I’ve blogged a few times on here about off-leash dogs and how they have scared me and frustrated me to no extent. A few things recently have inspired me to blog about it again. The other day I walked downstairs from my apartment to relieve my dog, as usual. This is the area that we’ve had issues with one dog, Coltrain, and very close to where we almost got attacked by a vicious German Shepherd. However there are two staircases down from my apartment and this is the one with the most grass and I hadn’t seen the dogs in awhile. We went downstairs and immediately as soon as we hit the bottom I heard a guy yell, “Oh NOW it’s playtime.” Immediately in my mind I’m thinking ‘ugh!” and then suddenly there are 4 other dogs IN MY FACE.. well, not literally, they were in Makiko’s face and circling around me. Imagine being low vision and having your dog trying to relieve in front of you, ignoring the other dogs (GOOD GIRL!) and the four other dogs driving you and your dog crazy. Oh man it was a mess. One of the dogs was, of course, Coltrain. Surprisingly one of the office staff was out there (all the owners and others were playing volleyball) and he thought it was hilarious too. Sigh. Anyway, that was a bit distressing but none of the dogs really bothered us too much physically. We just proceeded back upstairs to the apartment.
More and more nowadays I’m hearing and reading guide dogs all over the world are getting attacked. One blogger described what it was like when her guide dog got attacked and I think this shows you why I react the way I do when dogs approach us out of nowhere and I have no idea if the dog is friendly or not.
“Just as I was starting to run with Elvis at the park, Elvis was attacked by an off leash dog, causing me to sprain my ankle and be back in the dreaded boot. Fortunately my fitness was good at this point, so I was able to come back to cycling and pool swimming within a few weeks. The setback was tough on both of us mentally. He had not reacted during the attack, and had instead made himself into a tiny ball as the dog continued to bite him. I kicked and pulled the vicious dog off of him, screaming at the top of my lungs. Elvis was shaking violently on the ground after the attack, and there was little I could do to console him. Guiding Eyes sent out a field rep a few days later to check up on us to see how we fared as a team. Their concern was in making sure that he got right back to work, and didn’t show any signs of fear or aggression in the presence of other dogs. I was terrified to leave the house.” Blindsommelier’s blog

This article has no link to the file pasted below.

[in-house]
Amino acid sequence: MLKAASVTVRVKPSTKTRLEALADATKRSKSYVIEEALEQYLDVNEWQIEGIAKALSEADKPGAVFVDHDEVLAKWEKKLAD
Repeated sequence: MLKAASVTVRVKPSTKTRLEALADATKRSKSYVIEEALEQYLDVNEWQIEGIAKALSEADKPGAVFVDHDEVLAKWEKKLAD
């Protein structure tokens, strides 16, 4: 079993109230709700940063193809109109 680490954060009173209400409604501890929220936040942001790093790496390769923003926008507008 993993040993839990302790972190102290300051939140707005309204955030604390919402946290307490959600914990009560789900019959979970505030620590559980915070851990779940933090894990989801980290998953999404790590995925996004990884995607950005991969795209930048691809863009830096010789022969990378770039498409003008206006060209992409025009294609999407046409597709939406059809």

She then goes on to talk about how the field representative showed her several tricks when they are passing dogs to help reassure the guide dog. 1: Imagine being “terrified” to leave your own house, especially after having so much freedom because of the guide dog and 2: Imagine having the fear that your dog might not be able to work more because of the attack. Luckily this dog was able to but then think about all the stress and worries with having to work with the guide dog around other dogs now. It’s just so unnecessary. If dog owners were just responsible, trained their dogs, kept their dog under their control (not necessarily leashed although that’s probably preferred), and especially keeps them away from working service dogs, this would not be a problem, obviously, and it doesn’t seem like this is such a hard task.
I know this is not in America but the same thing happens here. Here’s a news article stating that TEN guide dogs get attacked on average per MONTH in the UK and describes the severity of the attacks as well as shows what happened to one guide dog during an attack. (News Article here)
Here are a few other recent news articles of guide dog attacks:
The articles may not be about stories from the US but the same thing is happening here. It is unbelievable and devastating. I am flabbergasted in the three months of having Makiko how many times owners let their dogs (both on leash and off leash) come run up and try to play with Makiko (in harness). I’m getting more vocal about it. It’s just ridiculous.